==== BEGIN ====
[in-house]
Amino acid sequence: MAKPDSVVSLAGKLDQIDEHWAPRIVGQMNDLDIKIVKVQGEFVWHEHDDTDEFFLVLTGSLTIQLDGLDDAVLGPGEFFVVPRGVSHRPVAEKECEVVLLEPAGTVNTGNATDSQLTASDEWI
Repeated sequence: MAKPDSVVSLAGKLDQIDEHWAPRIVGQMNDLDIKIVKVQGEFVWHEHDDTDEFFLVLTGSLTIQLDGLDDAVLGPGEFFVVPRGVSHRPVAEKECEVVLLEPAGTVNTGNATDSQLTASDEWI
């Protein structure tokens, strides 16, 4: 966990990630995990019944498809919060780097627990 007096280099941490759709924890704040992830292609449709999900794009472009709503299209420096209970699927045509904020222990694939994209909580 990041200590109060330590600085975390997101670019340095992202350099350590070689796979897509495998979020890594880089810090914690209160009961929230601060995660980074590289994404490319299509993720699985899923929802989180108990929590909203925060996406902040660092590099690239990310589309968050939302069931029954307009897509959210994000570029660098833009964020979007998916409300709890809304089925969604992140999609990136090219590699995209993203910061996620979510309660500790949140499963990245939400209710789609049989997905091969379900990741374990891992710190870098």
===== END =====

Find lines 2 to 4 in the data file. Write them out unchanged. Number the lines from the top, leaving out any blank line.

Amino acid sequence: MAKPDSVVSLAGKLDQIDEHWAPRIVGQMNDLDIKIVKVQGEFVWHEHDDTDEFFLVLTGSLTIQLDGLDDAVLGPGEFFVVPRGVSHRPVAEKECEVVLLEPAGTVNTGNATDSQLTASDEWI
Repeated sequence: MAKPDSVVSLAGKLDQIDEHWAPRIVGQMNDLDIKIVKVQGEFVWHEHDDTDEFFLVLTGSLTIQLDGLDDAVLGPGEFFVVPRGVSHRPVAEKECEVVLLEPAGTVNTGNATDSQLTASDEWI
């Protein structure tokens, strides 16, 4: 966990990630995990019944498809919060780097627990 007096280099941490759709924890704040992830292609449709999900794009472009709503299209420096209970699927045509904020222990694939994209909580 990041200590109060330590600085975390997101670019340095992202350099350590070689796979897509495998979020890594880089810090914690209160009961929230601060995660980074590289994404490319299509993720699985899923929802989180108990929590909203925060996406902040660092590099690239990310589309968050939302069931029954307009897509959210994000570029660098833009964020979007998916409300709890809304089925969604992140999609990136090219590699995209993203910061996620979510309660500790949140499963990245939400209710789609049989997905091969379900990741374990891992710190870098």